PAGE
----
The “Jaywalker” Brutalized By Sacramento Police Was Stopped for No Reason at All

Sacramento police had no justification to initiate this violent confrontation with Nandi Cain, Jr.
Sacramento police had no justification to initiate this violent confrontation with Nandi Cain, Jr.

If your goal is to make people safer, police stops for jaywalking are not the way to go. These stops can escalate and cause physical harm while preventing none, like when police bloodied an elderly man in New York City, or tackled a young woman to the ground in Austin.

When the line between a legally justifiable stop and outright harassment is so thin, it can easily become a pretext for racial profiling. That’s what happened to Nandi Cain, Jr., who was beaten by Sacramento police during what officials called a jaywalking stop. The incident was taped by a passing motorist and resulted in a half-hearted apology from the police department, which said the video was “disturbing” and that the officer’s actions “do not appear to be reasonable.”

Sacramento PD’s statement maintained that Cain was jaywalking, but it turns out that his only offense was walking while black. Systemic Failure breaks down the dashcam footage that preceded the stop:

Sacramento pedestrian

This statement shows the Sacramento PD is utterly confused about jaywalking laws. Crossing the intersection at Cypress and Grand is completely legal under CVC. Dash-cam footage confirms that the pedestrian, Nandi Cain Jr, crossed corner to corner. And no, he was not crossing against a light or anything like that: there are no traffic signals at the intersection.

Even worse, the dash-cam footage shows a driver blasting through the intersection right in front of Cain as he is trying to cross. Pedestrians crossing unsignalized intersection have the right-of-way, and cars are required to yield. If the officer was going to go after anyone, it should have been the driver and not the pedestrian.

So this incident is disturbing on multiple levels. The police did not protect a vulnerable road user from a dangerous driver. Instead, an officer goes after an innocent pedestrian who is rightly annoyed at getting stopped — and gets assaulted as a result. Then the police dept. puts out a ridiculous press release calling Cain a lawbreaker.

The L.A. Times reports there will be a criminal investigation into the officer’s actions and that Cain will not be charged. But what happened to Cain is all too common — how many incidents like this don’t get caught on tape for the world to see?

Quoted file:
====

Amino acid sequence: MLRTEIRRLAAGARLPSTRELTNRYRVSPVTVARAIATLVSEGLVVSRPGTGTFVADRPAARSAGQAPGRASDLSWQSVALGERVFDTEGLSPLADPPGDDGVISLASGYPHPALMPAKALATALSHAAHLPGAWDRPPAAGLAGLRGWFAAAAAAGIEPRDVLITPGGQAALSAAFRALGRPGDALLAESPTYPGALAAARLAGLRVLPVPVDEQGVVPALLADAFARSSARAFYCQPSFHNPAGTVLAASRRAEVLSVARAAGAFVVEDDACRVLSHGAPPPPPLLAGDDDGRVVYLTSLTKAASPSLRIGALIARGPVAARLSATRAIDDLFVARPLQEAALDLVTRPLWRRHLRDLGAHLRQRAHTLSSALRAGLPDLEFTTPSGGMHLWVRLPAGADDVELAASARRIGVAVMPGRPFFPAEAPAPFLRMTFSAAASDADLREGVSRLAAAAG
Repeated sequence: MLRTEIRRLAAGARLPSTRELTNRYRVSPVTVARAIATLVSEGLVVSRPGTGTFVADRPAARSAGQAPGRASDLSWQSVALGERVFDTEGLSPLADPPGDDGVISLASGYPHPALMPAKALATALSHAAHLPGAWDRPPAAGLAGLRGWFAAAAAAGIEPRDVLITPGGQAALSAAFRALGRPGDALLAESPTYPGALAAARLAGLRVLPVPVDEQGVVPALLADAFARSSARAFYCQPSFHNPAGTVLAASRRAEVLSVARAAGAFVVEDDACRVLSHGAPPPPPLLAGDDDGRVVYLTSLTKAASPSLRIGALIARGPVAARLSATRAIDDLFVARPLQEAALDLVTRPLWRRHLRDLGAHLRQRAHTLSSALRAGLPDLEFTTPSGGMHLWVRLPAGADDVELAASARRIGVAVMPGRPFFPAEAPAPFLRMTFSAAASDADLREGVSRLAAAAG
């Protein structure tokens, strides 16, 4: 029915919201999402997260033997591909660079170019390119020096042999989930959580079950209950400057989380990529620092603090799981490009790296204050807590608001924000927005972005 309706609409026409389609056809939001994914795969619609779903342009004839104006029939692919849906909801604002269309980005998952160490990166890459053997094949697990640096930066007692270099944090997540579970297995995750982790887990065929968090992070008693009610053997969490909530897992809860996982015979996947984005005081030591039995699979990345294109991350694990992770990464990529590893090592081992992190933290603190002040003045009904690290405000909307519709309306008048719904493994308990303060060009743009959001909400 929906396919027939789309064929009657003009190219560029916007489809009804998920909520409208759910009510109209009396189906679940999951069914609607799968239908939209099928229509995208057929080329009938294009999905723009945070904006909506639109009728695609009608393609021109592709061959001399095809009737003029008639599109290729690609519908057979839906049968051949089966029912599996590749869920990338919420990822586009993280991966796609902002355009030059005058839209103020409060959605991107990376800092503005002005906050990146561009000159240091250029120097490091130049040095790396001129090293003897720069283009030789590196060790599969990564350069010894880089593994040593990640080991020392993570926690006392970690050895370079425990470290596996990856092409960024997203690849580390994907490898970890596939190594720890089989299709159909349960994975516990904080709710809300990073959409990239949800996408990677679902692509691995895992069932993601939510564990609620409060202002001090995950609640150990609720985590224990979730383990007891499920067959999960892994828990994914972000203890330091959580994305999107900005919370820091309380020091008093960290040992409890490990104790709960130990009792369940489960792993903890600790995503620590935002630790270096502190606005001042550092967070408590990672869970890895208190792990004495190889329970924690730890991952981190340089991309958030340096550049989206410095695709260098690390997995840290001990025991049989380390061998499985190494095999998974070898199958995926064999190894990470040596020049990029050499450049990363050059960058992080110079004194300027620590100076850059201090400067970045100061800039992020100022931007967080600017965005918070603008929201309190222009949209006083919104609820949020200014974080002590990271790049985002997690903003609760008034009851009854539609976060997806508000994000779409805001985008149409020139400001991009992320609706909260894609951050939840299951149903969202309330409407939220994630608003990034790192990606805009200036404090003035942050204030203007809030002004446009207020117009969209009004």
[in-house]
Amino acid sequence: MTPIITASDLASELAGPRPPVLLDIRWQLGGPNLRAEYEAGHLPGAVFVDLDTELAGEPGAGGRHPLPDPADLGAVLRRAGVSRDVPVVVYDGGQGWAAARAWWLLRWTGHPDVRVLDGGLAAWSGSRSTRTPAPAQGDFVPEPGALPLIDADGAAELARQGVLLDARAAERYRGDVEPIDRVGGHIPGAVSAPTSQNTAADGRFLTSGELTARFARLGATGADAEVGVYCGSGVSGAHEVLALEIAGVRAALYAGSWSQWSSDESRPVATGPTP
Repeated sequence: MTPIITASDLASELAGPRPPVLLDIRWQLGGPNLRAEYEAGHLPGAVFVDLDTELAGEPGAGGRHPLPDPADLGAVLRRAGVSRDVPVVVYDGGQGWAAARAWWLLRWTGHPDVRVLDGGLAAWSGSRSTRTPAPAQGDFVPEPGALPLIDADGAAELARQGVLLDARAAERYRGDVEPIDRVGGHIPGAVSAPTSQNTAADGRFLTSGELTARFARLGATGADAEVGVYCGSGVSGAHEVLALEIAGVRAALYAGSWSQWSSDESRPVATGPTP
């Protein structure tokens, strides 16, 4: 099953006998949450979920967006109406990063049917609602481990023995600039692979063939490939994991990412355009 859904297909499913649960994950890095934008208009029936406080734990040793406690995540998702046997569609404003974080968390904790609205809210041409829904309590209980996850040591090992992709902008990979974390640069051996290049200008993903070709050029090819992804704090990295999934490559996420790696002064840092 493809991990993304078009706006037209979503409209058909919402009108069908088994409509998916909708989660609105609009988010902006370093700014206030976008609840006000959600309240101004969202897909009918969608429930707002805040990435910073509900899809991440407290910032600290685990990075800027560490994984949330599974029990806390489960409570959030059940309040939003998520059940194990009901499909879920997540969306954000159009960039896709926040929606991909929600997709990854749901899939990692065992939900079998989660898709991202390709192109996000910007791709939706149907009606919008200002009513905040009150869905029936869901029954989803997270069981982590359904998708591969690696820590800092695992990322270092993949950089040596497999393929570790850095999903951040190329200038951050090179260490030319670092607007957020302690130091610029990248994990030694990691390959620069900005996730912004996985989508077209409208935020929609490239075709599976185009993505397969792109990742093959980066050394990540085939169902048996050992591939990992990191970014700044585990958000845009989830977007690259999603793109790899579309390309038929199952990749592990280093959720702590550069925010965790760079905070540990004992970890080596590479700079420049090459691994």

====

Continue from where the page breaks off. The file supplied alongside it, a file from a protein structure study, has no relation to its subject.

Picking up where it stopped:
More recommended reading today: The Transportist shares a new study analyzing transportation opportunities for people with developmental disabilities. The Urban Edge reports that librarians, researchers, and advocates are raising red flags about Republican attacks on government data collection. And The Urbanist rallies readers against a bill backed by Washington state Democrats that would slash support for Seattle’s Sound Transit after voters approved a big transit funding package.

  • basenjibrian

    Absolutely not a 100% correlation. That is not what I said

  • bobfuss

    OK, so you agree and admit that some of the correlation is genuinely about race?

  • basenjibrian

    No, I do not. Economics. Culture. History. Racism. Poverty.
    You are trying to imply that black people cause crime because of their race. It is a LOT more complicated than that. (And lead poisoning IS an important factor)

  • bobfuss

    Not at all, it’s the exact opposite. I accept that skin color does not inherently affect any disposition to behave in any particular way.

    But I also accept that the crime stats are so stunningly correlated to locations with a large black population that it should not be ignored or denied.

    In other words, yes. there are all kinds of reasons why blacks commit more crime e.g. lower economic status, more polluted locations and a host of other factors. But it doesn’t help at all to ignore the correlation for fear you will be dismissed as a racist. Rather you should accept the correlation and then investigate it and try and mitigate it, rather than deny it.

    And as a practical matter, and until the problem gets solved. I’m going to feel safer in San Luis Obispo than Detroit.

  • Brian Howald

    People aren’t confused. Some people are convinced that the law is the opposite of what it actually is, this officer included.

    I always wonder just how unpleasant driving would become if drivers actually yielded at every unmarked crosswalk. When autonomous vehicles take over, we’ll find out.

  • Brian Howald

    Officer stops someone for law he didn’t break and the onus for making sure the encounter goes swimmingly is on the guy being unfairly stopped?

  • Brian Howald

    How convenient that drivers don’t seem to know that they have to stop more often than they’d want to…